In Brest, Vadzim Liaukovich, head of the Chief Directorate of relations with the media, ideology, culture and youth affairs of the Brest Regional Executive Committee, prohibited government employees to give comments to reporters Ales Liauchuk and Milana Kharytonava when shooting a story for the TV channel "Belsat". The official said the journalists had to be accredited for that. According to Ales Liauchuk, it was the first attempt of the authorities to prevent journalists in Brest from performing their professional duties after this year’s presidential election.

On December 22, Homieĺ freelance journalist Kanstantsin Zhukouski and his aide Arkadz Malysh were detained for three hours in the Karma district police department. The police were called by deputy chief of the department of ideology, culture and youth affairs of the Karma district executive committee Tatsiana Viarkeyenka after Zhukouski filmed a story about providing local residents with drinking water.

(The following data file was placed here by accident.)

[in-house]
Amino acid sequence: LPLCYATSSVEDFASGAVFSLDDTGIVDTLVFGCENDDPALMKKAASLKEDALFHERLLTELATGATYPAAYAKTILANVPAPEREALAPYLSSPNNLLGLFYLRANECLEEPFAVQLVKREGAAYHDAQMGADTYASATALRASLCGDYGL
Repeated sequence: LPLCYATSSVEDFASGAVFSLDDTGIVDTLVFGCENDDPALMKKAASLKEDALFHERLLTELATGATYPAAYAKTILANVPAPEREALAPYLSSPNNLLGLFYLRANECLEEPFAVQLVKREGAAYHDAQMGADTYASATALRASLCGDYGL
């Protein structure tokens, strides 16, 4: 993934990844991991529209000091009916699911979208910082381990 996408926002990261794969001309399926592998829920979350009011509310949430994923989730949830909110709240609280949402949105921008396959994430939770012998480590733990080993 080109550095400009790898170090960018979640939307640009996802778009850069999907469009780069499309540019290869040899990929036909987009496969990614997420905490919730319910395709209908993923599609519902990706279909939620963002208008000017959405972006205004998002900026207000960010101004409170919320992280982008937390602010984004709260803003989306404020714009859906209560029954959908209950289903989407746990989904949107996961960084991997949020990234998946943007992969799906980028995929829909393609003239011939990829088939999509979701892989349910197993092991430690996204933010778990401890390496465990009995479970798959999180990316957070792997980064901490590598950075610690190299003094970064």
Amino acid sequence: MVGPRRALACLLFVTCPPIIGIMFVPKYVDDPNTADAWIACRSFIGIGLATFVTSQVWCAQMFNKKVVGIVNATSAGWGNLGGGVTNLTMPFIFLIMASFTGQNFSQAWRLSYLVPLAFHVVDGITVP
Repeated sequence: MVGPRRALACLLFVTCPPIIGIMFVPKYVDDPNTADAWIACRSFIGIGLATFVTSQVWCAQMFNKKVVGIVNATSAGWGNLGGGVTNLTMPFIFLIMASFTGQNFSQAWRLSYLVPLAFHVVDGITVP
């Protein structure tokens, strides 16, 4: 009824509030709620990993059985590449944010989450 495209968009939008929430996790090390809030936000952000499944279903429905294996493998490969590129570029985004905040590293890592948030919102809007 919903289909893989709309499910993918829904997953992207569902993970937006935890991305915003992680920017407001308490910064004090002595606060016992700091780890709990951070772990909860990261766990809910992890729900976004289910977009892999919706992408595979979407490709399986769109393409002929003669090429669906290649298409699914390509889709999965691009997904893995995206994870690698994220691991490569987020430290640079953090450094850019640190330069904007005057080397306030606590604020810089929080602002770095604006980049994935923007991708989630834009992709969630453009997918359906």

On February 25, Kanstantsin Zhukouski was summoned to the Kalinkavičy district police department to face administrative charges, which, according to a police officer, were due to fact that the journalist “interviewed people and made a report, which was broadcast on the satellite TV channel “Belsat” via the Internet.” However, the freelance journalist refused to go to Kalinkavičy.

At the same time, the government creates favorable conditions for the functioning of the state media. Independent journalists of the Kryčaŭ-based newspaper Voĺny Horad said they possessed an order by the administration of the Kryčaŭcemientašyfier enterprise, which charged head of one of the divisions to arrange subscription to state-run newspapers. In particular, the order determined that employees should subscribe for the 1st half of 2016 to a number of "state-controlled publications", namely the newspapers Znamya Yunosti, Zviazda, Sovetskaya Belorussia, Narodnaja Hazieta, Respublika, Mahilioŭskija Viedamasci and Krichevskaya Zhizn. The order also mentions specific number of copies for each of the newspaper.